“Darling? Breakfast.” Six weeks, she thought, and candy floss headed mum probably thought she was cured.
Before she went in, they had stopped calling to her for meals. They had stopped asking her to wake up, do something. They had accepted her. Until.
“I’m coming mum.” She called out already feeling nauseous.
“Come on darling, we can go for a walk afterwards.”
She went down the stairs. She felt weighted down. By all the fat that had accumulated in her body.
“Oh darling, daddy already left. It’s just the two of us. Come sit. I made pancakes.”
She calculated the calories in her head. She sat down and moved the pancake around on her plate. Her mum watched her.
“Did you make any friends darling?”
“A few.”
“Oh that’s nice. Where the doctors good to you?”
“Yes mum, you always ask that.”
“Do you want some syrup, hm, they are a bit dry aren’t they?”
“No thanks mum. They are delicious.”
Munch, munch her mums mouth moved, spit and pieces of food on her teeth as she smiled.
“Well I hoped you liked that.” Mum said as she began to tidy up.
“Yes mum, it was good.” She pushed her plate away, the pancake sat perfectly round on it.
“Do you wanna go for a walk or call up some of your friends. I’m sure they would love to see you.”
“I’m going to take my iPad and watch some movies. I am so tired mum. Sorry.”
“Oh OK darling. I’m making Cesar salad for lunch. Daddy will join us.” She kisses her on the forehead. Her eyes are so sad that she almost wants to pick up the pancakes, one, two, three and stuff them down. She almost wants to, but her waist, they have destroyed her waist.

She walks up to her room and puts a movie on. She lies down, sit ups. She does a hundred. she does bicycles and squats. She has the energy, all that food that she has consumed will see her through a whole two weeks of exercise. Before she went in, she could only do fifty sit ups.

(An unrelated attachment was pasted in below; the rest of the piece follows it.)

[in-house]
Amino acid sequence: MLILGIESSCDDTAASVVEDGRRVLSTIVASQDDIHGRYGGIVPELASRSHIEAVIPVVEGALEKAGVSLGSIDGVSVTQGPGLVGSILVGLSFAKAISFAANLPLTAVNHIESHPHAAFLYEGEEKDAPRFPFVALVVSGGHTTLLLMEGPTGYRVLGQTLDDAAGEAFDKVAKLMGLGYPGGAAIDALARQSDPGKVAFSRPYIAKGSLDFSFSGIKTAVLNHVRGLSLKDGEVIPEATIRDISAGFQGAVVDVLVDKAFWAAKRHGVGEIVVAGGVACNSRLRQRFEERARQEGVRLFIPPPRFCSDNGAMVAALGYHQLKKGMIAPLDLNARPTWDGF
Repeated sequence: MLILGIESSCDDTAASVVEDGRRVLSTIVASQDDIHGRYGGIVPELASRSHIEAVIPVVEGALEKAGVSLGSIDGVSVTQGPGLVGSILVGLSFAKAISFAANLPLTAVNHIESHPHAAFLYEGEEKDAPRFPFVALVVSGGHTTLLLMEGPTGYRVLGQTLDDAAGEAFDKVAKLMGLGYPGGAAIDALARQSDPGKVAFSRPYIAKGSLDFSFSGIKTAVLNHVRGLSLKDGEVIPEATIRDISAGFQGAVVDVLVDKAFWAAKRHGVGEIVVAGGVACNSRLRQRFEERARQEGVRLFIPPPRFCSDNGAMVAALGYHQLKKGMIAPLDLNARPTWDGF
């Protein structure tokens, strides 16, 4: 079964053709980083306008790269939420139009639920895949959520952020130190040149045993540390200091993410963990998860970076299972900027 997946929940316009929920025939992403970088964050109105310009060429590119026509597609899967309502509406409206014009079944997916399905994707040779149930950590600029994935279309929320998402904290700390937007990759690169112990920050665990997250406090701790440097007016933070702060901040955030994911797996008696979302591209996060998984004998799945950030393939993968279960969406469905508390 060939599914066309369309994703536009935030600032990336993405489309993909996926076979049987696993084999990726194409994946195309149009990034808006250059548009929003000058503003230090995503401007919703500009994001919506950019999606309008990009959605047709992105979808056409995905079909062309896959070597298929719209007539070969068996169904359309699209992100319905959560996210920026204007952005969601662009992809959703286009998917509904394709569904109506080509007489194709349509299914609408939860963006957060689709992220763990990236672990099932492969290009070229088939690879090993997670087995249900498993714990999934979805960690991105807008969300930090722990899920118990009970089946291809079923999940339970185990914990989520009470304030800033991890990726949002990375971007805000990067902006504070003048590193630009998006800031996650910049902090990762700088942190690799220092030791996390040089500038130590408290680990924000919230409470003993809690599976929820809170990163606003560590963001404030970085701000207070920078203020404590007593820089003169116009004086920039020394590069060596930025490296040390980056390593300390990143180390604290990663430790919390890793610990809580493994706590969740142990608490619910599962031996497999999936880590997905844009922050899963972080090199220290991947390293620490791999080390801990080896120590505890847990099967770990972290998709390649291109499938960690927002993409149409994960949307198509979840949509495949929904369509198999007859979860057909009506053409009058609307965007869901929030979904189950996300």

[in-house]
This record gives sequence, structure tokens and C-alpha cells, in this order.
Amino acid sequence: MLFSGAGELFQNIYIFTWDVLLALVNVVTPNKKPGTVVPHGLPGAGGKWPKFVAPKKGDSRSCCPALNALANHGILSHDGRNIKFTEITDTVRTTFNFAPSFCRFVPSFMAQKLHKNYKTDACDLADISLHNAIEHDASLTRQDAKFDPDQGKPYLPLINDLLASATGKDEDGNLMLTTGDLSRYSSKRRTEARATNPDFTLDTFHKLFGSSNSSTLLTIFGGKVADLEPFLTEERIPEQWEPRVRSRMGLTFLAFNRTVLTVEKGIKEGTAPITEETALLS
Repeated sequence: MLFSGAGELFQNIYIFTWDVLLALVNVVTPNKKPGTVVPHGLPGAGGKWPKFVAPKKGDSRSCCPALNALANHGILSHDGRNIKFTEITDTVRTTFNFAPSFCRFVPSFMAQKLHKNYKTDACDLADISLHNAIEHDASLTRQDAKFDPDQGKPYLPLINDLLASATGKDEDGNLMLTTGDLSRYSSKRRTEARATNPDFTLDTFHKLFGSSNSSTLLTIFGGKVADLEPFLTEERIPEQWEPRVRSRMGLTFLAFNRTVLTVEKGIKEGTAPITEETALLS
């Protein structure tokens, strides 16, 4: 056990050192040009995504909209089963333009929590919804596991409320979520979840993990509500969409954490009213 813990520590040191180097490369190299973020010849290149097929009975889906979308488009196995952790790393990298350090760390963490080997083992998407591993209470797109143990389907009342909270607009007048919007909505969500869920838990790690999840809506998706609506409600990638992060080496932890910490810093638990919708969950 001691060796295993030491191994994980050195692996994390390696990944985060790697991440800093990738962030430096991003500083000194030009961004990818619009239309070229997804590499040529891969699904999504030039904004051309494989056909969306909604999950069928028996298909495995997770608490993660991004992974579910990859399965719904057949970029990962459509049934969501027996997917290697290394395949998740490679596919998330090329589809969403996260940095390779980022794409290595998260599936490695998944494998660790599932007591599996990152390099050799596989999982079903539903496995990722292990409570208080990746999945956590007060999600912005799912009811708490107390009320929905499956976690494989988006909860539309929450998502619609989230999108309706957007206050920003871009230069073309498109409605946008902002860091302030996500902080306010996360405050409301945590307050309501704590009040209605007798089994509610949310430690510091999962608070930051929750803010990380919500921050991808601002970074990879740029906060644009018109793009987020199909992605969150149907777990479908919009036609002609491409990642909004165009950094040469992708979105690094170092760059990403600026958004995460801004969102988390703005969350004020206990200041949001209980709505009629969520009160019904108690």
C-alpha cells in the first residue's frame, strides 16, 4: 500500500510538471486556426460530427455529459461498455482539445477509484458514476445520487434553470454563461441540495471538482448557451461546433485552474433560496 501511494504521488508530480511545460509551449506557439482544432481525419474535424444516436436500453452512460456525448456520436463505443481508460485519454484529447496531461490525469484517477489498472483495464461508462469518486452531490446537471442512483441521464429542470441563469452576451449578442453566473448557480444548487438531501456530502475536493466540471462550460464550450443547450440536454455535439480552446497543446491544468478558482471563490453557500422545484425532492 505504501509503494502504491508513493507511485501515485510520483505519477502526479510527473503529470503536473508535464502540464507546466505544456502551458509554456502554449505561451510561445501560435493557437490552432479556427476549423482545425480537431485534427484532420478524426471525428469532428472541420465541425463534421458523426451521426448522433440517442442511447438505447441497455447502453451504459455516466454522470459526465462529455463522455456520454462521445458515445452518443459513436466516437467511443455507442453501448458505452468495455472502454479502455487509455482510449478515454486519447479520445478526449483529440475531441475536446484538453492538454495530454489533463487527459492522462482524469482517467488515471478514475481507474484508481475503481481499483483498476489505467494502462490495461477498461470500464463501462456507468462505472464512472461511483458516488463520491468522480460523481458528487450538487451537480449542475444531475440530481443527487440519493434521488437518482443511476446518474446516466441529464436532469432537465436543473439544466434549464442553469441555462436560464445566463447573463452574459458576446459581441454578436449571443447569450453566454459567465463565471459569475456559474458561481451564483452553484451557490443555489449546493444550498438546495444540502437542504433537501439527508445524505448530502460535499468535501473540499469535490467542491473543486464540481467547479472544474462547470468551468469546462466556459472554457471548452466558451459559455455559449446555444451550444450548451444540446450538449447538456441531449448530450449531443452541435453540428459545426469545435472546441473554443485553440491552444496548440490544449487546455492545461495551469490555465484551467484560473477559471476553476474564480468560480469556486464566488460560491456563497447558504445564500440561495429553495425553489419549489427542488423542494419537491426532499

She has a shower, her heart beating fast, her body happy. She weighs herself again. Nothing much has changed. It’s alright, she has time, all the days that stretch out before her will be used to get thin. Nothing else. She takes a nap.
“Darling, daddy’s here. Come down for lunch.” Mum calls out.
How will she not eat in front of dad, he gets angry, bangs the table and threatens.
“Hi dad.” She says.
“Baby. You look so much better. Sorry I missed your homecoming. Look at you. Ha-ha almost back to my little girl.” He kisses her cheek. But his eyes are sad too. She will have to eat something.
“Let’s sit outside, I’ve set everything up.” Mum says.
They sit. There is the salad, oozing with dressing, lettuce drenched. She counts the calories in just one bite of that. She looks at the coke. She could drink that but not yet.
“Here baby. This looks nice mother.”
“Yes, her favorite. Remember this is all you sued to eat in high school, wouldn’t touch any other salad.”
“Hm.” She says.
She eats a lettuce leaf and almost cries. She eats more and now she does cry.
“God damit, you were there for weeks, you have put on weight, no dark marks under your eyes. We did all that fucking therapy. I thought we were past this now. Don’t you want a life, what a fucking waste. Mother say something.”
“I’m sorry daddy. I just can’t.”

She runs upstairs and into the bathroom, her toilet bowl is splattered with lettuce.
They don’t understand. They never will. She does have a life, this is her life.
She locks her door and takes out her phone. She logs back into her group.
-Hi guys, I am back from hell.